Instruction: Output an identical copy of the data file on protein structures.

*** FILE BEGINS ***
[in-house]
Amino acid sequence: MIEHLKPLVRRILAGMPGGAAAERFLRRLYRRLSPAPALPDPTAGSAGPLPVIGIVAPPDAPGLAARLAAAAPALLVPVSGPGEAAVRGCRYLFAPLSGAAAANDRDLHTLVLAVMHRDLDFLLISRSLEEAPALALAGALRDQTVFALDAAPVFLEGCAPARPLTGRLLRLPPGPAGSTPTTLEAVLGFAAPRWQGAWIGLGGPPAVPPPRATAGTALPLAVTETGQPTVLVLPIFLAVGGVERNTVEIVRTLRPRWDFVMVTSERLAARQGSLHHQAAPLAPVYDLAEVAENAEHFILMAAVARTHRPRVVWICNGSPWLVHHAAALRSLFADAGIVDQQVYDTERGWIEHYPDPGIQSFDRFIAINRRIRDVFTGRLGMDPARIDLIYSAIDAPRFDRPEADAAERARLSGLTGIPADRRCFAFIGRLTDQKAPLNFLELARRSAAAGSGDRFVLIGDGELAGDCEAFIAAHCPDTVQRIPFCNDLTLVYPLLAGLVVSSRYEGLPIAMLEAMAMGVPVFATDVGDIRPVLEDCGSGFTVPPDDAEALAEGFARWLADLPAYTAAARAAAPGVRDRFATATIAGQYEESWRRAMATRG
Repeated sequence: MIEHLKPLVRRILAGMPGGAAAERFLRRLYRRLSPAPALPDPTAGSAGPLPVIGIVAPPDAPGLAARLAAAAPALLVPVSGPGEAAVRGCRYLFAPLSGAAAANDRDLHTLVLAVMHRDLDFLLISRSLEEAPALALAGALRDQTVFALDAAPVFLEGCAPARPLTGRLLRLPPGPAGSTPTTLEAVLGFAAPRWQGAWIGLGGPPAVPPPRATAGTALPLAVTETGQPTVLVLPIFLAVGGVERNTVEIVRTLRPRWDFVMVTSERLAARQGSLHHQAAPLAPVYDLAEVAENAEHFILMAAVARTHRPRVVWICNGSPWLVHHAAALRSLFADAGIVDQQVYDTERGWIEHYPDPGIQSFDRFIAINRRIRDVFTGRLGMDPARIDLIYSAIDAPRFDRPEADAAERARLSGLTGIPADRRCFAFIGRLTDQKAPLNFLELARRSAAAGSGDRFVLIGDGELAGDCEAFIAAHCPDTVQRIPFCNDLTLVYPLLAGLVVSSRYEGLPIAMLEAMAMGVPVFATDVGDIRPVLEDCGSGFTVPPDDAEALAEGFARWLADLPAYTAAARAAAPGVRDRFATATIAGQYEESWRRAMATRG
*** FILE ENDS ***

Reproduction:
[in-house]
Amino acid sequence: MIEHLKPLVRRILAGMPGGAAAERFLRRLYRRLSPAPALPDPTAGSAGPLPVIGIVAPPDAPGLAARLAAAAPALLVPVSGPGEAAVRGCRYLFAPLSGAAAANDRDLHTLVLAVMHRDLDFLLISRSLEEAPALALAGALRDQTVFALDAAPVFLEGCAPARPLTGRLLRLPPGPAGSTPTTLEAVLGFAAPRWQGAWIGLGGPPAVPPPRATAGTALPLAVTETGQPTVLVLPIFLAVGGVERNTVEIVRTLRPRWDFVMVTSERLAARQGSLHHQAAPLAPVYDLAEVAENAEHFILMAAVARTHRPRVVWICNGSPWLVHHAAALRSLFADAGIVDQQVYDTERGWIEHYPDPGIQSFDRFIAINRRIRDVFTGRLGMDPARIDLIYSAIDAPRFDRPEADAAERARLSGLTGIPADRRCFAFIGRLTDQKAPLNFLELARRSAAAGSGDRFVLIGDGELAGDCEAFIAAHCPDTVQRIPFCNDLTLVYPLLAGLVVSSRYEGLPIAMLEAMAMGVPVFATDVGDIRPVLEDCGSGFTVPPDDAEALAEGFARWLADLPAYTAAARAAAPGVRDRFATATIAGQYEESWRRAMATRG
Repeated sequence: MIEHLKPLVRRILAGMPGGAAAERFLRRLYRRLSPAPALPDPTAGSAGPLPVIGIVAPPDAPGLAARLAAAAPALLVPVSGPGEAAVRGCRYLFAPLSGAAAANDRDLHTLVLAVMHRDLDFLLISRSLEEAPALALAGALRDQTVFALDAAPVFLEGCAPARPLTGRLLRLPPGPAGSTPTTLEAVLGFAAPRWQGAWIGLGGPPAVPPPRATAGTALPLAVTETGQPTVLVLPIFLAVGGVERNTVEIVRTLRPRWDFVMVTSERLAARQGSLHHQAAPLAPVYDLAEVAENAEHFILMAAVARTHRPRVVWICNGSPWLVHHAAALRSLFADAGIVDQQVYDTERGWIEHYPDPGIQSFDRFIAINRRIRDVFTGRLGMDPARIDLIYSAIDAPRFDRPEADAAERARLSGLTGIPADRRCFAFIGRLTDQKAPLNFLELARRSAAAGSGDRFVLIGDGELAGDCEAFIAAHCPDTVQRIPFCNDLTLVYPLLAGLVVSSRYEGLPIAMLEAMAMGVPVFATDVGDIRPVLEDCGSGFTVPPDDAEALAEGFARWLADLPAYTAAARAAAPGVRDRFATATIAGQYEESWRRAMATRG